The oddest moments are those involving Dom. At once whimsical and bitter, he is apparently meant to challenge the audience's sentimental preconceptions about paraplegics. While he wants to be loved, he doesn't want people to assume pitying responsibility for his life. Besides, he's perfectly happy to live in his own active fantasy world. Dom has lots of dreams - all too many of which are acted out here. He dreams he can walk. He dreams he commits murder. He dreams of a wheelchair-dominated utopia where people sing the song ''Did You Ever See a Dream Rolling?,'' go to the movie ''The Loneliness of the Long-Distance Roller'' and keep Franklin D. Roosevelt in the White House forever.

Mr. Hailey overwrites the overwrought Dom to the point of irritation. Then David Selby takes over. With his broad Texas accent and large repertory of goofy grins, this outsize actor wields cuteness like a club. Once he enters the dream sequences - which require him to leap out of his wheelchair to sing and dance and flap about in braces or crutches - he starts to look like L'il Abner on an overdose of amphetimines. Mr. O'Horgan, that master of shlock stage effects, completes the picture by drenching Dom's shenanigans in creepy lighting (designed by Craig Miller) and horror-movie music (of the director's own composition).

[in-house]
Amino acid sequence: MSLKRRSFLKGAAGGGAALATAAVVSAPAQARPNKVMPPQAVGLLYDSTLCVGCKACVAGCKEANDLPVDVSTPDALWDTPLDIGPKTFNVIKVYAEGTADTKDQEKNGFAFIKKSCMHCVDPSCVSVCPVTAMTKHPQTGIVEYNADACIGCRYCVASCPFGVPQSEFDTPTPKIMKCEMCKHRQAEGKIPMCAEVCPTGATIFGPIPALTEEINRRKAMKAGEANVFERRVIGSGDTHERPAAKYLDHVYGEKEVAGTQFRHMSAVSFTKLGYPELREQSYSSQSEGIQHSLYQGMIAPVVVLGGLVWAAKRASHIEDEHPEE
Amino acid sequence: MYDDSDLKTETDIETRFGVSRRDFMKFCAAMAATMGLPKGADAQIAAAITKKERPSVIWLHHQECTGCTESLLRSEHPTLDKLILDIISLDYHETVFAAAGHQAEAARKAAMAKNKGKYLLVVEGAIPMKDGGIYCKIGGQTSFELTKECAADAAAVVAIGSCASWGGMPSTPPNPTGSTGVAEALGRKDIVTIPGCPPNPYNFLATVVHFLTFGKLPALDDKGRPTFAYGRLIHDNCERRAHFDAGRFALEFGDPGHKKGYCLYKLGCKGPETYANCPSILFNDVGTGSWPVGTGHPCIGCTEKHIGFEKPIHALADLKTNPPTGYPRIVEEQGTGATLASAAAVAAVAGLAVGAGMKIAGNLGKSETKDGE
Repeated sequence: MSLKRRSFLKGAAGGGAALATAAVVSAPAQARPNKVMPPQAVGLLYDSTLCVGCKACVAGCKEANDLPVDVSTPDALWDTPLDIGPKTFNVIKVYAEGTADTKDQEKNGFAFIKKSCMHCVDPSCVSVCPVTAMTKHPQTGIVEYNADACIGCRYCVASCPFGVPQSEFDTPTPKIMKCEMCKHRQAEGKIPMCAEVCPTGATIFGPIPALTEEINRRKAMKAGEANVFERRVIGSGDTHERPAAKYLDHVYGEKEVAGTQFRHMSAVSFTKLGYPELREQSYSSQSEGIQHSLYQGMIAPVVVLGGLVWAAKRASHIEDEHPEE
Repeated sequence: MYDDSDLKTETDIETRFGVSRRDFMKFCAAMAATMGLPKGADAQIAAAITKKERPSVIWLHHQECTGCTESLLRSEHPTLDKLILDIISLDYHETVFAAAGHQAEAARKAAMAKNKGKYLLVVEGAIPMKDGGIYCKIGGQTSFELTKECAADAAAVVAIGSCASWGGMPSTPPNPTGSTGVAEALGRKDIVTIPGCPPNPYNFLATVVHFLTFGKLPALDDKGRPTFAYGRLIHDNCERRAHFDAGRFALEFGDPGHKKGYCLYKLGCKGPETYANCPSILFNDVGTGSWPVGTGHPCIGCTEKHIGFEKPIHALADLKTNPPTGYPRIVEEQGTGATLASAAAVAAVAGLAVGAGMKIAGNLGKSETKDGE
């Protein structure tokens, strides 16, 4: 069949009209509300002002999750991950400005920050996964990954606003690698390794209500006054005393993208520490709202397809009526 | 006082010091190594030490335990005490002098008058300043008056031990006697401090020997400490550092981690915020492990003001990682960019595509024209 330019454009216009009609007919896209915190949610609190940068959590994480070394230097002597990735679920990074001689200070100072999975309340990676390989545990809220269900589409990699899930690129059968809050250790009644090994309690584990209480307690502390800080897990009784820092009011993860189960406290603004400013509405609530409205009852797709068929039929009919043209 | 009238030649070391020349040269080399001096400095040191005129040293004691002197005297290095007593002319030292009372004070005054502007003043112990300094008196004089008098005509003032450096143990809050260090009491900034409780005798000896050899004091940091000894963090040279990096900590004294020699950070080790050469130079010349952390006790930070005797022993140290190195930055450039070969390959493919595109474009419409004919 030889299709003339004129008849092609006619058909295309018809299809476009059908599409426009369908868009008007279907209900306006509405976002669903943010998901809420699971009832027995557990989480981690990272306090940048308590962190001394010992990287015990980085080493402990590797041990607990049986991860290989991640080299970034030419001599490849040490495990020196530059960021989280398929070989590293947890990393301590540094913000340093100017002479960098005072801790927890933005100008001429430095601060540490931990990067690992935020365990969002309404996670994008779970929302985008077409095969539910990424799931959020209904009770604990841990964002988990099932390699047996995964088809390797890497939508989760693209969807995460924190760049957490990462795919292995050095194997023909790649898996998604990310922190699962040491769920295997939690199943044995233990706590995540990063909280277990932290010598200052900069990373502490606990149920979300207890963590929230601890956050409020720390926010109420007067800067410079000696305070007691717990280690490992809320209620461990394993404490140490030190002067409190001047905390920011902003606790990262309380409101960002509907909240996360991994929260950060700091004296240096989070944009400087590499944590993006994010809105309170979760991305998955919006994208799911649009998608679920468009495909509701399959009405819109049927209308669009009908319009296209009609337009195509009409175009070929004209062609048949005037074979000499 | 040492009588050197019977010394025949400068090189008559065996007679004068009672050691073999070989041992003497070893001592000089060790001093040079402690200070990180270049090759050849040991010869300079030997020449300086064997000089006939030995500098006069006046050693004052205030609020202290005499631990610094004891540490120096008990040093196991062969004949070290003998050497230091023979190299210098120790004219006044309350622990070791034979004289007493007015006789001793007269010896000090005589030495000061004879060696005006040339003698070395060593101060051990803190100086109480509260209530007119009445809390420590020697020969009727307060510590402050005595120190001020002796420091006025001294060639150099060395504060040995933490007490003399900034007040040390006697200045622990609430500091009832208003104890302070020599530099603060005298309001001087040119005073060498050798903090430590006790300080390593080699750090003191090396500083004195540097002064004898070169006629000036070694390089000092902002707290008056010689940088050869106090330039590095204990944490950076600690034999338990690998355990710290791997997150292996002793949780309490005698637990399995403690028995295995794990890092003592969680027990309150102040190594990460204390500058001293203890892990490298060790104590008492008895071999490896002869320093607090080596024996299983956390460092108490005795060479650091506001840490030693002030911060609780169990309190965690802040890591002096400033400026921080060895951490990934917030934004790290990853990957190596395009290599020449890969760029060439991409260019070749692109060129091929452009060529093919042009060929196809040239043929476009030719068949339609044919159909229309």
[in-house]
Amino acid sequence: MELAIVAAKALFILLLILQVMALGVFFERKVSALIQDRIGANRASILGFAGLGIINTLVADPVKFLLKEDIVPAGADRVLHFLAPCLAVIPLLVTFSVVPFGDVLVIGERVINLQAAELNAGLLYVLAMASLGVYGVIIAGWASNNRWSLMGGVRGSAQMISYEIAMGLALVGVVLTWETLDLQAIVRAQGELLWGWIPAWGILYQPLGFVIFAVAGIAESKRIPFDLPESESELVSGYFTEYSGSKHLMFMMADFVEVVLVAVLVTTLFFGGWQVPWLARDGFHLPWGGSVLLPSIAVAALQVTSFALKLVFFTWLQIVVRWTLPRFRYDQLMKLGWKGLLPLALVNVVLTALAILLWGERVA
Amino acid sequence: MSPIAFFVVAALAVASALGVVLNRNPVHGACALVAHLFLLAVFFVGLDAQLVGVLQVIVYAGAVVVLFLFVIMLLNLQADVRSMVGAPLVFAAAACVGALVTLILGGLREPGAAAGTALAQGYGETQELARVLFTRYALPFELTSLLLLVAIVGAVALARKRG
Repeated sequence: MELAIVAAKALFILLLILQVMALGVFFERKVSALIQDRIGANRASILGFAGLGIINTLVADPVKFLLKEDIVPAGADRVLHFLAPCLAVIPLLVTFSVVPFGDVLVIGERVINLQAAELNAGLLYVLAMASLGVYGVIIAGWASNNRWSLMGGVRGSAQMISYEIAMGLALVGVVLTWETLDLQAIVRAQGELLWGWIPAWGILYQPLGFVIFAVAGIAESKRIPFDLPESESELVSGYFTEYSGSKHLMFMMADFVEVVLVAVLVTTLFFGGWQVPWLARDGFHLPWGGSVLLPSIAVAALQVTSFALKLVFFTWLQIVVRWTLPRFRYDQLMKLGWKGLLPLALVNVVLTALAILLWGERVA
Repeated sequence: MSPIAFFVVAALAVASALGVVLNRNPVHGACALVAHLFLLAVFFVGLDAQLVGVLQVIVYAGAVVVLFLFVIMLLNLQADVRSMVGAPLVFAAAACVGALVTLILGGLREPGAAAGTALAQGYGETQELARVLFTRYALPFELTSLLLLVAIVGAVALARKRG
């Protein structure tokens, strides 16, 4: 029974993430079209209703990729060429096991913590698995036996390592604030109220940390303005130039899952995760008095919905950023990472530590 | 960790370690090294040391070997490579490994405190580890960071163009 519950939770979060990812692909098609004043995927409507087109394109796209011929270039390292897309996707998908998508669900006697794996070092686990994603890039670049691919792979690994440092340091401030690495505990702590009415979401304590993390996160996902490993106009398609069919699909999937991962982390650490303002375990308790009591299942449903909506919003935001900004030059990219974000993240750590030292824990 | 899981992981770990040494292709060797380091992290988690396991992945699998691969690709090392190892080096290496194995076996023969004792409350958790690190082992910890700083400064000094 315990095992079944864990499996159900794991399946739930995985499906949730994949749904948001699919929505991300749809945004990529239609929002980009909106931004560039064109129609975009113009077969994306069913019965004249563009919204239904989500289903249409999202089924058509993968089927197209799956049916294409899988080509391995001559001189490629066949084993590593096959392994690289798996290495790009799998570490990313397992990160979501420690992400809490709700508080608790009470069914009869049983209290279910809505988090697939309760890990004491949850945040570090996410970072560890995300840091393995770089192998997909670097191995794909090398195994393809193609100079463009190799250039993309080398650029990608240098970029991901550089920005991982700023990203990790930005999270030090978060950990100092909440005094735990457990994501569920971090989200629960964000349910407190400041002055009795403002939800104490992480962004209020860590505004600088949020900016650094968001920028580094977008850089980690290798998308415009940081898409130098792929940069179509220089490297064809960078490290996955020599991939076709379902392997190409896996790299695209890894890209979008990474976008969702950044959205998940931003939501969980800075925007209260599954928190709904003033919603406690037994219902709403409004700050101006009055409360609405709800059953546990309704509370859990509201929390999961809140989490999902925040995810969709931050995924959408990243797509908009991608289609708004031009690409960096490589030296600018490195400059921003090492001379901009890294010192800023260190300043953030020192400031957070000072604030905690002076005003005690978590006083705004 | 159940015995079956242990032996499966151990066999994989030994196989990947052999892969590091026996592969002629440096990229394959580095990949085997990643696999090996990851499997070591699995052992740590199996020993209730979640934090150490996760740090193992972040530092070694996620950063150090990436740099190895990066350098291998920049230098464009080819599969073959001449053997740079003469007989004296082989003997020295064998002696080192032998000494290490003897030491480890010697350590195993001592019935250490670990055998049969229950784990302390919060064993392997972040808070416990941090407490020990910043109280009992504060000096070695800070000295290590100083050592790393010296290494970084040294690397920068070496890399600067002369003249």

The one conventional character, the selfish sister, is a pill who defies the smashing-looking Miss Strickland's game efforts to make her interesting. The hooker is a bit more intriguing, if only because she gets to deliver Mr. Hailey's six or seven funny, if utterly irrelevant, jokes about Hollywood and showbiz. (In her nightmares, Kay says, she pictures herself bludgeoning people to death with a copy of Uta Hagen's book ''Respect for Acting.'') While by no means subtle, Miss Golonka does earn our profound sympathy in a role that requires her, among other indignities, to submit to a sound spanking by Mr. Selby. Indeed, by suffering corporal as well as intellectual punishment in ''I Won't Dance,'' this actress almost convinces the audience that it's getting off easy.


New York Times
05/11/1981